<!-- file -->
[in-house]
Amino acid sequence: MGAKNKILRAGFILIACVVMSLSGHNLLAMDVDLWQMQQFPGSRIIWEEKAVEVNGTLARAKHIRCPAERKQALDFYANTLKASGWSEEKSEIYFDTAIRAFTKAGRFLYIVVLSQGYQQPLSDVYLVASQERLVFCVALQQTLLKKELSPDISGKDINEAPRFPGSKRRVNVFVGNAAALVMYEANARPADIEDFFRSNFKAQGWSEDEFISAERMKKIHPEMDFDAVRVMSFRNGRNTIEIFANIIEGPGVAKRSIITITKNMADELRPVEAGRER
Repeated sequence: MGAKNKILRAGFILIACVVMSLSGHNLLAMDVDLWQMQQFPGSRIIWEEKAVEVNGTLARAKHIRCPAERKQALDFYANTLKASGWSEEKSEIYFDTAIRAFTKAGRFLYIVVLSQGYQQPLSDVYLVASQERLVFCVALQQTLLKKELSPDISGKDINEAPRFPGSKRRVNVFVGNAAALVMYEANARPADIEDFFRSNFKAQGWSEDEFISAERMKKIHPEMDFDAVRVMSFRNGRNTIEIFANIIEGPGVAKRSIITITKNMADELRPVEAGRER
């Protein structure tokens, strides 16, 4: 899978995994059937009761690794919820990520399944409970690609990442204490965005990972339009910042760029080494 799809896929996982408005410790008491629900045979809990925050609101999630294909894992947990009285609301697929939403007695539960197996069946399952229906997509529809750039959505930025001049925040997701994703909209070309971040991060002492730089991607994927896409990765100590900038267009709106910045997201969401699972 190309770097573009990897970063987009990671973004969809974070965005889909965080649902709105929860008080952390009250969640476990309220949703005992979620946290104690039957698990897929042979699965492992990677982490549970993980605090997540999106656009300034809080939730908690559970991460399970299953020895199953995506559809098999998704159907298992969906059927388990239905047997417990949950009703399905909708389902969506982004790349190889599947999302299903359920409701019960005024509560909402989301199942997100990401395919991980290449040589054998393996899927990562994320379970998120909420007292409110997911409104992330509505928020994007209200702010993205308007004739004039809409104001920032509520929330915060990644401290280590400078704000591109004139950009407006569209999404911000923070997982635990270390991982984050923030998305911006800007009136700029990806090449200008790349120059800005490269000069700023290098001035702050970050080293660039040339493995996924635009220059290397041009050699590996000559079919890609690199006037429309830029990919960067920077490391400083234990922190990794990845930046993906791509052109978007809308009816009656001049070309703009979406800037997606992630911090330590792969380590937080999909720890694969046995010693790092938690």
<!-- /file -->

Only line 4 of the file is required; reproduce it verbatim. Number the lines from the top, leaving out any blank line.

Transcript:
């Protein structure tokens, strides 16, 4: 899978995994059937009761690794919820990520399944409970690609990442204490965005990972339009910042760029080494 799809896929996982408005410790008491629900045979809990925050609101999630294909894992947990009285609301697929939403007695539960197996069946399952229906997509529809750039959505930025001049925040997701994703909209070309971040991060002492730089991607994927896409990765100590900038267009709106910045997201969401699972 190309770097573009990897970063987009990671973004969809974070965005889909965080649902709105929860008080952390009250969640476990309220949703005992979620946290104690039957698990897929042979699965492992990677982490549970993980605090997540999106656009300034809080939730908690559970991460399970299953020895199953995506559809098999998704159907298992969906059927388990239905047997417990949950009703399905909708389902969506982004790349190889599947999302299903359920409701019960005024509560909402989301199942997100990401395919991980290449040589054998393996899927990562994320379970998120909420007292409110997911409104992330509505928020994007209200702010993205308007004739004039809409104001920032509520929330915060990644401290280590400078704000591109004139950009407006569209999404911000923070997982635990270390991982984050923030998305911006800007009136700029990806090449200008790349120059800005490269000069700023290098001035702050970050080293660039040339493995996924635009220059290397041009050699590996000559079919890609690199006037429309830029990919960067920077490391400083234990922190990794990845930046993906791509052109978007809308009816009656001049070309703009979406800037997606992630911090330590792969380590937080999909720890694969046995010693790092938690």